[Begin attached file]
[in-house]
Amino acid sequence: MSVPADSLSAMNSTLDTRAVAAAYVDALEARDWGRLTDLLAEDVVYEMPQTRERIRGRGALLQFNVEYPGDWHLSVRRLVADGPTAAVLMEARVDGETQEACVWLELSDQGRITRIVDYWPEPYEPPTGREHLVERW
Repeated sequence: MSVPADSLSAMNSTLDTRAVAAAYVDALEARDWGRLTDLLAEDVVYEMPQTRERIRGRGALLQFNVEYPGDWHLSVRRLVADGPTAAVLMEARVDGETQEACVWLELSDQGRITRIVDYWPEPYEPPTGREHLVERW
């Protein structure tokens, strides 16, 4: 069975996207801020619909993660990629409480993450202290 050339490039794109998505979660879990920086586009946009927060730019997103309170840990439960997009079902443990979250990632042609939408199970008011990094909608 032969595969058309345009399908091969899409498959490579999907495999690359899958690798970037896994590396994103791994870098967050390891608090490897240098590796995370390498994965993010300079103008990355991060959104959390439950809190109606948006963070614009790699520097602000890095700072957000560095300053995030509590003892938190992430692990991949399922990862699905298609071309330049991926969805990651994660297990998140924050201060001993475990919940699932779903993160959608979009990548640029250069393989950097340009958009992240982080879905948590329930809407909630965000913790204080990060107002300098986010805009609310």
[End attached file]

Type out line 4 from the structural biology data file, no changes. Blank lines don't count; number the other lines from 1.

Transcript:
């Protein structure tokens, strides 16, 4: 069975996207801020619909993660990629409480993450202290 050339490039794109998505979660879990920086586009946009927060730019997103309170840990439960997009079902443990979250990632042609939408199970008011990094909608 032969595969058309345009399908091969899409498959490579999907495999690359899958690798970037896994590396994103791994870098967050390891608090490897240098590796995370390498994965993010300079103008990355991060959104959390439950809190109606948006963070614009790699520097602000890095700072957000560095300053995030509590003892938190992430692990991949399922990862699905298609071309330049991926969805990651994660297990998140924050201060001993475990919940699932779903993160959608979009990548640029250069393989950097340009958009992240982080879905948590329930809407909630965000913790204080990060107002300098986010805009609310």